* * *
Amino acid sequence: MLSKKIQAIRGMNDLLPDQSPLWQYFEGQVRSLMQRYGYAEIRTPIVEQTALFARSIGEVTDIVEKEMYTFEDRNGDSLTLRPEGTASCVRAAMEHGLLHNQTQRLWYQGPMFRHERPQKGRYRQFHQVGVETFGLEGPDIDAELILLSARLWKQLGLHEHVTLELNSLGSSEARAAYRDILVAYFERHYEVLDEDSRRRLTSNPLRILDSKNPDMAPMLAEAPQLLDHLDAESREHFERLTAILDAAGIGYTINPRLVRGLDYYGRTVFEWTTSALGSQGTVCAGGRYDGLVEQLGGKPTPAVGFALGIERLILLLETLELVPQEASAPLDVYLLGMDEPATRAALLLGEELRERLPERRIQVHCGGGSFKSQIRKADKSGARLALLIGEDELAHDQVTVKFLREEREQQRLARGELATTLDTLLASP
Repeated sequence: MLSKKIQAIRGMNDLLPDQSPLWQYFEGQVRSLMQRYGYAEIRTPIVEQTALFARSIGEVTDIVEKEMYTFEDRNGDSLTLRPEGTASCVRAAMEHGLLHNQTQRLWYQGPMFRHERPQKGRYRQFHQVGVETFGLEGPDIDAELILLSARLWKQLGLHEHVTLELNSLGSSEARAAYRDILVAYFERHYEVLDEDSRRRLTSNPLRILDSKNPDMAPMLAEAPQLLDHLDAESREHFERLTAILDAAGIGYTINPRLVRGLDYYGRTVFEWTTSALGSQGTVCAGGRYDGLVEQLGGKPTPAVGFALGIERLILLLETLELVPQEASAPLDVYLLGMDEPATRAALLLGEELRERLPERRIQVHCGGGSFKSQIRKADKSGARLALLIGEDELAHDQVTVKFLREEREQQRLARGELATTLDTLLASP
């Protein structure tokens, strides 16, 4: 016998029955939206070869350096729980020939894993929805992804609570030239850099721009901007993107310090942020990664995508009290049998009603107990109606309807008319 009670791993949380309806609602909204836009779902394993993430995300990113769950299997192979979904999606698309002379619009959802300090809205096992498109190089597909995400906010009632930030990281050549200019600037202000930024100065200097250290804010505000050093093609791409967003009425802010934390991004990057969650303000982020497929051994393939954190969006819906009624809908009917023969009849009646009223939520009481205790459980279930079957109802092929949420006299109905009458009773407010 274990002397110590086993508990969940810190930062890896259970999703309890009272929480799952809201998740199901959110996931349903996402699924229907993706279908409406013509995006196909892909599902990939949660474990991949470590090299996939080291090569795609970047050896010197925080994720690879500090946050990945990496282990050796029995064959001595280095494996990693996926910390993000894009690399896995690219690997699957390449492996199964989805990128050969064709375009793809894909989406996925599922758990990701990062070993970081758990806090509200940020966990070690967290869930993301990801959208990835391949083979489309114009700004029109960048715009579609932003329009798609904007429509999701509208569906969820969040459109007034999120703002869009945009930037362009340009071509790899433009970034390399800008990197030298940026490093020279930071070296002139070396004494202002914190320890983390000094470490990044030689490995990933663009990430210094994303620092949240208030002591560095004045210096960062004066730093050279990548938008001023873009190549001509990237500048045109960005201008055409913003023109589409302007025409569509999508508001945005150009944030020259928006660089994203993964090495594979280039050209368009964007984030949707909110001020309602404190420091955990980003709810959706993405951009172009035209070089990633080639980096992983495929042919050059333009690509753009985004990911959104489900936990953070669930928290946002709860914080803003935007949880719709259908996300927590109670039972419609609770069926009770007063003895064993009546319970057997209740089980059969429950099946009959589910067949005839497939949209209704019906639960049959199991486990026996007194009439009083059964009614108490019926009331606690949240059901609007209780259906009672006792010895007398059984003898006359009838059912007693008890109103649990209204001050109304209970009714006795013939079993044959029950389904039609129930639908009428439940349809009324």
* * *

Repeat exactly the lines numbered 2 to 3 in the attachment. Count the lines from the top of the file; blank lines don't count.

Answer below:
Repeated sequence: MLSKKIQAIRGMNDLLPDQSPLWQYFEGQVRSLMQRYGYAEIRTPIVEQTALFARSIGEVTDIVEKEMYTFEDRNGDSLTLRPEGTASCVRAAMEHGLLHNQTQRLWYQGPMFRHERPQKGRYRQFHQVGVETFGLEGPDIDAELILLSARLWKQLGLHEHVTLELNSLGSSEARAAYRDILVAYFERHYEVLDEDSRRRLTSNPLRILDSKNPDMAPMLAEAPQLLDHLDAESREHFERLTAILDAAGIGYTINPRLVRGLDYYGRTVFEWTTSALGSQGTVCAGGRYDGLVEQLGGKPTPAVGFALGIERLILLLETLELVPQEASAPLDVYLLGMDEPATRAALLLGEELRERLPERRIQVHCGGGSFKSQIRKADKSGARLALLIGEDELAHDQVTVKFLREEREQQRLARGELATTLDTLLASP
């Protein structure tokens, strides 16, 4: 016998029955939206070869350096729980020939894993929805992804609570030239850099721009901007993107310090942020990664995508009290049998009603107990109606309807008319 009670791993949380309806609602909204836009779902394993993430995300990113769950299997192979979904999606698309002379619009959802300090809205096992498109190089597909995400906010009632930030990281050549200019600037202000930024100065200097250290804010505000050093093609791409967003009425802010934390991004990057969650303000982020497929051994393939954190969006819906009624809908009917023969009849009646009223939520009481205790459980279930079957109802092929949420006299109905009458009773407010 274990002397110590086993508990969940810190930062890896259970999703309890009272929480799952809201998740199901959110996931349903996402699924229907993706279908409406013509995006196909892909599902990939949660474990991949470590090299996939080291090569795609970047050896010197925080994720690879500090946050990945990496282990050796029995064959001595280095494996990693996926910390993000894009690399896995690219690997699957390449492996199964989805990128050969064709375009793809894909989406996925599922758990990701990062070993970081758990806090509200940020966990070690967290869930993301990801959208990835391949083979489309114009700004029109960048715009579609932003329009798609904007429509999701509208569906969820969040459109007034999120703002869009945009930037362009340009071509790899433009970034390399800008990197030298940026490093020279930071070296002139070396004494202002914190320890983390000094470490990044030689490995990933663009990430210094994303620092949240208030002591560095004045210096960062004066730093050279990548938008001023873009190549001509990237500048045109960005201008055409913003023109589409302007025409569509999508508001945005150009944030020259928006660089994203993964090495594979280039050209368009964007984030949707909110001020309602404190420091955990980003709810959706993405951009172009035209070089990633080639980096992983495929042919050059333009690509753009985004990911959104489900936990953070669930928290946002709860914080803003935007949880719709259908996300927590109670039972419609609770069926009770007063003895064993009546319970057997209740089980059969429950099946009959589910067949005839497939949209209704019906639960049959199991486990026996007194009439009083059964009614108490019926009331606690949240059901609007209780259906009672006792010895007398059984003898006359009838059912007693008890109103649990209204001050109304209970009714006795013939079993044959029950389904039609129930639908009428439940349809009324």